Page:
What we say...
By combining the speed and forgiveness of a hybrid with the workability and control of an iron Ping reckon they’ve created a new product category with the Crossover. A wide body and sole mean there’s a low and back centre of gravity location, and plenty of perimeter weighting for forgiveness.
Ping will shoot us for including the Crossover in the hybrids category as they insist its neither a driving iron or hybrid, but we can’t include it anywhere else. Looking at the data we’ve got to say the club does exactly as Ping promise, ball speeds are a bit shy of our fastest hybrids on test but they’re still high as is carry distance. The real area we do see a difference is drop off of carry distance between centre and off centre hits. A range of 17yards shows how even the MOI pumped body of the Crossover struggles to beat an out-and-out hybrid head for retaining ball speed.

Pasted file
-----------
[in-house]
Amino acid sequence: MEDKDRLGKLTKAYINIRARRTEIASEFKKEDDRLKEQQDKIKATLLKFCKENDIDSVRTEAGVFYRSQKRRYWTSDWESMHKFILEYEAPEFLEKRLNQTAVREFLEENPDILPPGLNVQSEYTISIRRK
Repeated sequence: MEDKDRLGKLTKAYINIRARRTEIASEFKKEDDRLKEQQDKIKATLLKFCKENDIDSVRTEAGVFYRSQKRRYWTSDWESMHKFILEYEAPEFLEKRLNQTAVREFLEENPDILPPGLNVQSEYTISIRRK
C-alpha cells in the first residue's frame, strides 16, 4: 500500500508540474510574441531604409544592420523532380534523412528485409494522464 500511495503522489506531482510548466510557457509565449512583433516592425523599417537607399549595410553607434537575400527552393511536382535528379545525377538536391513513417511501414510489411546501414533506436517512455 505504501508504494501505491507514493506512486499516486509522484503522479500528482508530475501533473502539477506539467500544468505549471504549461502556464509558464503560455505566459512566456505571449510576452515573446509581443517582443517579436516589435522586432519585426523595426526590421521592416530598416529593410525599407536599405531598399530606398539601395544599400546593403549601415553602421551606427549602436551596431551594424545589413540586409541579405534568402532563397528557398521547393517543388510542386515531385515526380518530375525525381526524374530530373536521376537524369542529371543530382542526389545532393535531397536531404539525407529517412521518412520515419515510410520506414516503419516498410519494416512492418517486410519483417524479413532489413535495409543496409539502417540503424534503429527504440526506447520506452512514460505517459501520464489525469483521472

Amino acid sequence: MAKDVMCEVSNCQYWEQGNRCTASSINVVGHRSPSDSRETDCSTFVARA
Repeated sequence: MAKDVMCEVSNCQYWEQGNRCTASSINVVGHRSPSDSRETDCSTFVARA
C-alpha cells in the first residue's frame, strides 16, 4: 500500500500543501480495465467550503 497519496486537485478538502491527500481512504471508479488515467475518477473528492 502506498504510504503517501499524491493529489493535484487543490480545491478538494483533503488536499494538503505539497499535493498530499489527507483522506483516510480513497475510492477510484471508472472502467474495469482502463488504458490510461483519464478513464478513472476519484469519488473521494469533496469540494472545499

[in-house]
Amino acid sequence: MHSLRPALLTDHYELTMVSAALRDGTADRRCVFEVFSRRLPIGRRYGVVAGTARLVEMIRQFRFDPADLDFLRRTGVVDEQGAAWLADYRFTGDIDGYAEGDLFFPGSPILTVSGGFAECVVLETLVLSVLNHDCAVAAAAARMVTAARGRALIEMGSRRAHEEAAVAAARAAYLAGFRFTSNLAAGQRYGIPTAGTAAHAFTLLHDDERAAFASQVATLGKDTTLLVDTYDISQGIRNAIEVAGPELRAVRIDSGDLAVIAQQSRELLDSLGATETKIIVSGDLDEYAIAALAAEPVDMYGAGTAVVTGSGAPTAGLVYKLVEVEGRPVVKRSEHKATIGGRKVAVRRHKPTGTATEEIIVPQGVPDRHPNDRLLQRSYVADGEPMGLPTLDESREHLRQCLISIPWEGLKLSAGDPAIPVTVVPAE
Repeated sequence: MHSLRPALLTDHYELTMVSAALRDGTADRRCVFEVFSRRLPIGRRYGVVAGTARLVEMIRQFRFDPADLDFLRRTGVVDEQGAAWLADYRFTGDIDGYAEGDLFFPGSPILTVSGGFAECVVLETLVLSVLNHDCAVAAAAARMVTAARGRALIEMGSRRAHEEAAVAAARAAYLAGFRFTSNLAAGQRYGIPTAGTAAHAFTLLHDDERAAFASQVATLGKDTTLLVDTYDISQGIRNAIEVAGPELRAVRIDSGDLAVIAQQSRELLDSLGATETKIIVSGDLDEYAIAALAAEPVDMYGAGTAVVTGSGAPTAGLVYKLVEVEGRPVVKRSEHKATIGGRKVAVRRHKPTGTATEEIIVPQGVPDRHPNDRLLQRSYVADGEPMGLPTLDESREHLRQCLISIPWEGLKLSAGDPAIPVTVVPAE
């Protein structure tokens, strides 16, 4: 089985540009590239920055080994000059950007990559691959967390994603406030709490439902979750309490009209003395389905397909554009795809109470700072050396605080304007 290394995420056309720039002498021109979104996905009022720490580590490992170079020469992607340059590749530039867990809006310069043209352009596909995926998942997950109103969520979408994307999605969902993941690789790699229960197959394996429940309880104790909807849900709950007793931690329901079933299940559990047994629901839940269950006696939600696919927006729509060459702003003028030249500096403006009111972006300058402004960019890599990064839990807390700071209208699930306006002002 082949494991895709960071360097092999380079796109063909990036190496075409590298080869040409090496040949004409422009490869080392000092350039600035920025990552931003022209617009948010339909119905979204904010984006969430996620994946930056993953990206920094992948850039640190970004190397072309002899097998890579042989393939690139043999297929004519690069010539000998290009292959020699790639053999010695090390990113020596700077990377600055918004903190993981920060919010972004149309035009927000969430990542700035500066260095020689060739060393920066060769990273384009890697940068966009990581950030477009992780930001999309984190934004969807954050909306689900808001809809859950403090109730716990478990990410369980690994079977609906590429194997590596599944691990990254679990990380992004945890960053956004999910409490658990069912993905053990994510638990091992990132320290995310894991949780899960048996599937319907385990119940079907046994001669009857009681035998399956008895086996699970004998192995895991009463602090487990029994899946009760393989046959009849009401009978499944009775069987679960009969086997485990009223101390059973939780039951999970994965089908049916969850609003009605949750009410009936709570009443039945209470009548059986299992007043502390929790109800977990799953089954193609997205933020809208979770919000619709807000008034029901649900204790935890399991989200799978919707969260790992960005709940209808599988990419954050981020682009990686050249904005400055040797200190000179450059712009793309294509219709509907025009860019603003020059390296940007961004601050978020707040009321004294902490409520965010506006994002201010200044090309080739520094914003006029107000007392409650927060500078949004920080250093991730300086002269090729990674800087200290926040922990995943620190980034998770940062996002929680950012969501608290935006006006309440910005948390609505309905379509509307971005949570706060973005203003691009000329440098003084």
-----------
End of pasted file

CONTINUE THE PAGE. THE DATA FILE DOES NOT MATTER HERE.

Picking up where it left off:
The Crossover is a lump of a golf club, but it’s this increased size that improves performance. They take some working into a set, but we feel if the longest iron you hit with any confidence is a #6 you could well look at the #5 Crossover (because it’s more forgiving) before replacing long irons with hybrids.